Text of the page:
Writing an email newsletter can be tough, and working up the nerve to release it to your faithful subscribers can be even tougher. What if there’s a technical error? Will people open this? Did I spell everything right? Sit tight, we’ve got you covered.

Just keep this checklist handy when you’re ready to double check your newsletter. If you can say yes to these 7 things, you’ll be home free.

My newsletter is easy to read.

Online readers are fond of skimming and picking out only what is most pertinent to them to read in full. To optimize your newsletter content for easy viewing, paragraphs should be short, 3-4 sentences long. Huge blocks of text will lose readers, and no one wants that. Subheadings can break up different sections and make it even easier to skim through quickly.

Keep the most important information above the scroll line, in case someone does not scroll. Including too many different fonts and sizes can be visually confusing, so be consistent with style. And definitely don’t forget to check for spelling and grammar mistakes.

My subject line works.

Subject lines are often the sole decision-making factor behind whether or not someone opens your email. You want it to be punchy and compelling, with a call to action that subscribers will follow. If that seems like too much to ask, take baby steps. You can experiment with different types of subject lines until you find the verbiage most subscribers are apt to open.

My content is compelling and relevant.

Your subscribers opted to receive newsletters from you because they are interested in your content and care about your mission. They want to hear what you have to say, so tell them in a way that piques interest. The content in your newsletter should apply to everyone you send it to. If the content is more specific, consider segmenting your subscription list to target different audiences.

The content should meet all the nonprofit’s goals for the newsletter with clear calls to action. You want to keep readers engaged and interested, but the newsletter does have a purpose beyond that. And you want to be sure you get there.

My newsletter is user friendly.

Include all applicable sharing buttons linked to social media and email to make the content easy for readers to share. Make sure everything that should be linked is linked. Those links are easy to click and when clicked open in a new window for seamless navigation. It’s also a good idea to have alternate text for all your images, in case the images don’t load for some subscribers. In the same line of thinking, the email should make sense without those images.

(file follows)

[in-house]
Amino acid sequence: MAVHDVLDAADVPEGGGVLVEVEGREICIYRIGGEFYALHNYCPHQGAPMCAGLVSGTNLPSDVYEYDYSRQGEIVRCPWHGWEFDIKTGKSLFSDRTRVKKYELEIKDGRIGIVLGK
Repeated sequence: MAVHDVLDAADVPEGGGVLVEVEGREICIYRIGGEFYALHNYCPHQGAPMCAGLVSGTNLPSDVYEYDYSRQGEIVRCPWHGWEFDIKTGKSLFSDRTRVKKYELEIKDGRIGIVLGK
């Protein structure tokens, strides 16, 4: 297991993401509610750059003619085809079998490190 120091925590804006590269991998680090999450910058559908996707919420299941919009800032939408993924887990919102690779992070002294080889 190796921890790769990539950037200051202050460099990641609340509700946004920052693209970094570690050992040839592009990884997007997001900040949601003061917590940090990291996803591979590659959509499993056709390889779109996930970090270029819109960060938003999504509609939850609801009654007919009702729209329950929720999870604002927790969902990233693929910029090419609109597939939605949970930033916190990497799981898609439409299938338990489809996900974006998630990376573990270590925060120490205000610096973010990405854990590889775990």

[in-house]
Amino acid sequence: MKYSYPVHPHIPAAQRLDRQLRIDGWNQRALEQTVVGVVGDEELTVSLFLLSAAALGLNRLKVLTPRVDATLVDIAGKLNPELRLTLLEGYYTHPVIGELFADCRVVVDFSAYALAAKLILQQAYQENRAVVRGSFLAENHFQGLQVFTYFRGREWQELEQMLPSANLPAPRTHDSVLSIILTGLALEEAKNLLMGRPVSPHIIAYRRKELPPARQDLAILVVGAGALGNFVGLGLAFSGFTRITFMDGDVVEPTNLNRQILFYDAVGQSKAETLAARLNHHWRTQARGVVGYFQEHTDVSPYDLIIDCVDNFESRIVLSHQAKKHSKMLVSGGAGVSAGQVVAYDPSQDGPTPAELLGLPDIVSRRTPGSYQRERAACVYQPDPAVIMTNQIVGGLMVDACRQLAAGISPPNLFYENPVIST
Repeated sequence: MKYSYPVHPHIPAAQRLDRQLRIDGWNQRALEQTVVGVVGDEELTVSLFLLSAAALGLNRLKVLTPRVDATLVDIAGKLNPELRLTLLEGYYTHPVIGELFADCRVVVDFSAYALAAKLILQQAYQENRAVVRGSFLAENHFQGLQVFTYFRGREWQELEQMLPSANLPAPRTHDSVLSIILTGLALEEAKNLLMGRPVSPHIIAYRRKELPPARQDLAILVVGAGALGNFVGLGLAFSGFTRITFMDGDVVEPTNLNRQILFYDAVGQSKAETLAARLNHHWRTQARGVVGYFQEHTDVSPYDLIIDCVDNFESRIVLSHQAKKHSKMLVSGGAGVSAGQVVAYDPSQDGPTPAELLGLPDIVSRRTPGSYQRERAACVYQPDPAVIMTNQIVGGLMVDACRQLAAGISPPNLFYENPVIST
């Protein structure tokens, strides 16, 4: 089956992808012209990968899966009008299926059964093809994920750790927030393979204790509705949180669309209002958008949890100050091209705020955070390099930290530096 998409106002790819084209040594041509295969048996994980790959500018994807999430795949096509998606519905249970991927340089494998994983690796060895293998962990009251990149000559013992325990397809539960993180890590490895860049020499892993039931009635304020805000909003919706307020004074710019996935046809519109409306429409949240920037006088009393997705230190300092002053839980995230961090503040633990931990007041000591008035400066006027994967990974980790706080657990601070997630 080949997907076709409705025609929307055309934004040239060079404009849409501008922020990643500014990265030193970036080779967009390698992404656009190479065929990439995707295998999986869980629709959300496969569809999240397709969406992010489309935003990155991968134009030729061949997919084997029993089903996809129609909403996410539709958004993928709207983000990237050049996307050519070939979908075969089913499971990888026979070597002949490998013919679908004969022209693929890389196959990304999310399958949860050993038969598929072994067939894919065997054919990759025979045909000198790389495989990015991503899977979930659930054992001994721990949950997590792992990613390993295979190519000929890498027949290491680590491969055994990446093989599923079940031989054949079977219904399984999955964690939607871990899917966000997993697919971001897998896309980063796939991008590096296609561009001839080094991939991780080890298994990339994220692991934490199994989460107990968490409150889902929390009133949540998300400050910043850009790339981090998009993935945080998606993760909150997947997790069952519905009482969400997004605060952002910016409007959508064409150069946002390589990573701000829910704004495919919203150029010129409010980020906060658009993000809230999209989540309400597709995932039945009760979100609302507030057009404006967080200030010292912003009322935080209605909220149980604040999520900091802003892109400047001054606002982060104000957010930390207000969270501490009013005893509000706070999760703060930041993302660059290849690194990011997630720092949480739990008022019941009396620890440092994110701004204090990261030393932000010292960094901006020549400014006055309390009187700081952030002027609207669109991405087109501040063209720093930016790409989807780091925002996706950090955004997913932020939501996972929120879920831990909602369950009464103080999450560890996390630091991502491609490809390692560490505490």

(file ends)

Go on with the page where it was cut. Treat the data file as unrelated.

I performed tests to ensure the newsletter will display correctly.

Most email providers allow you to send out a test email. Some tests will automatically populate the line with ‘test,’ or you might put that in yourself just to keep track. If you do this, make sure you take ‘test’ out of the subject line before you send it. If you personalize your emails with names, dates or other data, make sure that data is complete and pulling in correctly.

Be sure to test all of the common browsers, email providers and devices, including mobile phones and tablets. Ensure everything displays the way you imagined and that it loads quickly. Following best practices, include a plain text version to optimize deliverability.

Everything checks out legally.

It would be unfortunate to get bogged down in legal fees and proceedings over something as silly as forgetting to include a footer. The CAN-SPAM law requires you to have a footer in the email with your nonprofit’s valid postal address and an easy way to unsubscribe from any unwanted emails, among other things. Double check to make sure everyone who unsubscribed is off the list. You want to be sure you have permission to send emails to everyone on the list.

I did everything I can to avoid the spam folder.

Write an interesting subject line? It’s honest about what the email contains, without being saturated with buzz words. Send the email from a trusted email, such as an account with your nonprofit’s name in it that subscribers will recognize as you. You can even include something in the newsletter reminding your subscribers to make sure you are not marked as spam.

If you can respond affirmatively to all of these things, you’re good to go. Go ahead and hit send!

How do you double check an email newsletter before you send it? Do you have any other suggestions to add to our list? Let us know in the comments.


  1. Click every link in the newsletter to be sure none of the links are broken!

    • Thanks for the comment, Nancy!

      Checking and double checking any links you may have included is a great suggestion. You definitely don’t want to include any broken links in your email newsletter!

  2. What about broken links? I’ve seen in many cases, users get sent to the incorrect webpage, a site that can’t handle the traffic, or doesn’t recognize the user account?


    • Hi Ravi Jay! Thanks for the comment. Broken links are another great thing to check for and fix before you send out your email newsletter. You’re right, you want to make sure all of the links go to the correct webpage and that the webpage doesn’t have any major issues, like maintenance work. If any of your links are broken, you want to make sure and correct them or link to a more reliable page. Nothing is worse than losing potential visitors over such an easy fix.